It’s hard to tell the Nwokike sisters apart, until suddenly it isn’t. On an overcast New York day, the Nigerian-American singer-songwriter duo arrives right on time in the front foyer of Chelsea Market. Before hugs, formal introductions and the walk to the top of The Highline for a quick, drizzly photo shoot, my eyes shift back and forth between them. For both women, waist-length poetic justice braids frame even brown skin, romantic almond eyes, full lips, striking bone structure and beat faces Ms. Fenty, herself, would be proud of. The real delight, though, is witnessing their complementary personalities come into full bloom as the day unfolds.
Jessica, who considers herself the shyest, has the most to say. Warm in nature, she talks through smiles that curl at the corners when she exchanges pleasantries. Ivana, older than Jessica by 15 months and an expert smizer and Milly Rocker, emits an effortless cool. Together, Jessica and Ivana, the two sultry voices who make up R&B pair VanJess (they decided on their group name in church), finish each other’s thoughts and sentences and sound like magic when singing in harmony. It’s this natural chemistry—both the result of literal DNA and the way they oscillate between the extremes—that makes for an unbeatable work relationship.
“It’s a blessing having a sister that can sing with you,” Ivana says over a plate of hot ravioli. We’ve since retreated from the elements inside the Tribeca eatery, Sarafina. “I don’t think that’s something that always happens.” Jessica, forking through her Tartare di Sofia and Brussels sprouts, nods in agreement. Singing on church and high school choirs initially tipped the sisters off to how well their voices melded together. Ivana and Jessica would often handle the organization and arrangements for the school talent shows and holiday concerts, even though they didn’t yet know the name of their skillset.
“That’s when we were harmonizing a lot more, and [made sure] everybody got included,” Ivana says. “Even without realizing it, we were arranging at that point. That was our way of developing our harmonizing together.” By 2010, all the positive feedback received from their small-scale productions sparked the transition to the next incubator for their professional careers: the Internet.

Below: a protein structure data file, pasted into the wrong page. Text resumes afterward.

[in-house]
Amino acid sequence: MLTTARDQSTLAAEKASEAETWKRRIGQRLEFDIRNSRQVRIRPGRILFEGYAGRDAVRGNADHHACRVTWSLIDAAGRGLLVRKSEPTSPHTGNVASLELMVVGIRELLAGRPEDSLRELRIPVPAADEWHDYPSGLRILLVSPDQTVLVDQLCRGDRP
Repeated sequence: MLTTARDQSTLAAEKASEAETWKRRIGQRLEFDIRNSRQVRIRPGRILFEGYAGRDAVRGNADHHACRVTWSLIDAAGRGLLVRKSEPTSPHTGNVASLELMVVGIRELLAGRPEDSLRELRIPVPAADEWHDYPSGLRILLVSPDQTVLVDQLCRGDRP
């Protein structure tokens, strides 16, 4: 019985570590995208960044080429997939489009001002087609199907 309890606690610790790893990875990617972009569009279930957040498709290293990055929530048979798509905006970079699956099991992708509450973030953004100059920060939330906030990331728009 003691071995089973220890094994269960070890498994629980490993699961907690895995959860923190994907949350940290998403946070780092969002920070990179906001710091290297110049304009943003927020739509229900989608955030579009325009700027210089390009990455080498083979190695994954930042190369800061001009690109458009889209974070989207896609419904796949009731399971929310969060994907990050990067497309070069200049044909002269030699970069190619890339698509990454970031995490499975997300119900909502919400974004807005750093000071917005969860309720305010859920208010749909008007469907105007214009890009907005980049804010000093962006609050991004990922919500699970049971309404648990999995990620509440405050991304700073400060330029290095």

VanJess began dipping their toes into YouTube’s uncertain terrain singing covers. Each day after school, they’d drag their keyboard into their bathroom and knock out acapella covers of popular songs before their parents got home. YouTube’s cover circuit at the time only included Esmee Denters (who went on to compete on The Voice UK), Dondria Nicole (the eventual Def Jam signee went by the username “Phatfffat”) and bowl cut-era Justin Bieber. When VanJess started, there weren’t opportunities for revenue, let alone any blueprint for leveraging the platform into a formal career. The site was just a tool to gauge their improvement. “When we started posting, people would instantly tell us, ‘Oh you have to work on this and that,’ so we used it as a way to grow,” Jessica says.
Opening themselves up to the wrath of the Web proved to be more fruitful than frightening. Mariah Carey’s “Obsessed” was the first cover video to veer into viral territory, but their beatbox-accented rendition of Lady Gaga’s “Bad Romance”—Ivana typically handles all the percussion and instrumentals—still holds the record for most views on their channel with 5.4 million views; quite a feat for a couple of teenage girls who only started singing for kicks. None of them expected for their channel to reach such a wide audience and, ultimately, turn into their bread and butter. “It [was] just for fun, a hobby,” Ivana says. “Who knew that years later, so many people would be doing the same thing and utilizing it as a platform to find their way through the music industry?”